1. I don’t like Q1. I was born an atheist, got sucked into religion in my 20’s, stopped believing in my 20’s but didn’t call myself atheist till 30’s. Then again, I am sure we could debate all day about the semantics of the wording of questions.

    • Your input is valued in any case. I would say I probably mean “to your current atheism” in that case.

  2. The question regarding how important my atheism is to me was difficult to answer. What matters to me is my intellectual integrity more than anything. Right now my most honest, rigorous effort to determine what is actually the case is that 1) there is no personal god, and 2) that it is not good to believe in one. However those results are less important to me than the commitment to epistemic soundness that (currently) has lead me to them.

      • Jill L Schneider said:

        “here” being where?
        In the U.S., C of E/Anglican = Episcopalian, and I think most people in the U.S. that were raised in the Episcopalian faith call it that.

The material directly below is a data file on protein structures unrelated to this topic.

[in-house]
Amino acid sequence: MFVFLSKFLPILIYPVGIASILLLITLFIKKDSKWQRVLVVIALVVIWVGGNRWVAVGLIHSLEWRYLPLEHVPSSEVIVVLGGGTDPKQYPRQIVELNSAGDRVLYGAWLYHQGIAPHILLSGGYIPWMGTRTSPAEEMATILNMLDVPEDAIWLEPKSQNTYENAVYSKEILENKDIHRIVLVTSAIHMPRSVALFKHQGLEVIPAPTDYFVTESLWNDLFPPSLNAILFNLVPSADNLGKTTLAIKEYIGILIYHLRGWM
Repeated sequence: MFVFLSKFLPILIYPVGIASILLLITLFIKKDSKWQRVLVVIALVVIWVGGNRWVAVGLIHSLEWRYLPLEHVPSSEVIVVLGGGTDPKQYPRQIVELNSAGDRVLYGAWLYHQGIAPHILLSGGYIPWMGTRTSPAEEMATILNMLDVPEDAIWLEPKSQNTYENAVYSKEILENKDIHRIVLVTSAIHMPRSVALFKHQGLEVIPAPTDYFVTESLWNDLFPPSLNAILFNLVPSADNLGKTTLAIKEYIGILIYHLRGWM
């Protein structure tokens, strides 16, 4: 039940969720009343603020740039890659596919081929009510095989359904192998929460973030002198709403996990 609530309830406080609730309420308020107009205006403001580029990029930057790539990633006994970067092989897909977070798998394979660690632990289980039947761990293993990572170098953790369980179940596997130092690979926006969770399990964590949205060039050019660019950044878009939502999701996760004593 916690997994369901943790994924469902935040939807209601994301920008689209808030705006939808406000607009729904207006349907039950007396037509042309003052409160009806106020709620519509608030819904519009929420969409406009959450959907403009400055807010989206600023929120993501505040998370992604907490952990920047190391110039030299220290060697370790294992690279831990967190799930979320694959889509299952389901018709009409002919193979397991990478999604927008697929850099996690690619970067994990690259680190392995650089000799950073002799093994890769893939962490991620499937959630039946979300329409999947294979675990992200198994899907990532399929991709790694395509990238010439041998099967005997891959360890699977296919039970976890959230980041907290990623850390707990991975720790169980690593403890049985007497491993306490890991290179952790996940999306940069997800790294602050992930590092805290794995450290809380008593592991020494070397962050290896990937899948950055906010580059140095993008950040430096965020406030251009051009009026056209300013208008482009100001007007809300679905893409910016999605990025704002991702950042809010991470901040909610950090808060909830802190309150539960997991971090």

• Mark said:

      Yeah, I was torn on which to check & went with Anglican.

  3. Curious quiz…. Y’see – I’ve never associated myself with BEING an ‘atheist’… because to me – that is a descriptive term that merely shows my lack of belief in a theistic construct.

    I have my mad little beliefs – but they cross somewhere between speculation on the unknown, a sense of wonder and intrigue, an acceptance that we know only what we know and this process is always on-going etc.

    Atheism as a movement almost seems oxymoronic… but I understand the need for it in a world where secular governance is under attack by theocrats.

  4. pete said:

    although i didn’t consider myself an atheist in a way
    that i would consider official until my fiftees, i had,
    effectively, walked away / transitioned out of my family
    religion many years previously

  5. I completed your survey but prefer to refer to myself as atheist, using the word as an adjective, rather than labelling myself as ‘an atheist’ (noun). There is no end to the number of thing in which I do not believe.

  6. Jim Marshall said:

    I’ve been thinking about this survey. My bit for what it is worth
    Q1:-I think in true fact I was born an atheist. I was not converted but was conscripted to suit the standards of the day.
    Q2:-I really don’t think so but went along with the customary ways.
    Q3:-Not really important as I feel theism is not worthy of value or importance.
    Q4:-I was dumped in the Presbyterian faith, because their church was close to home with no busy roads to cross.

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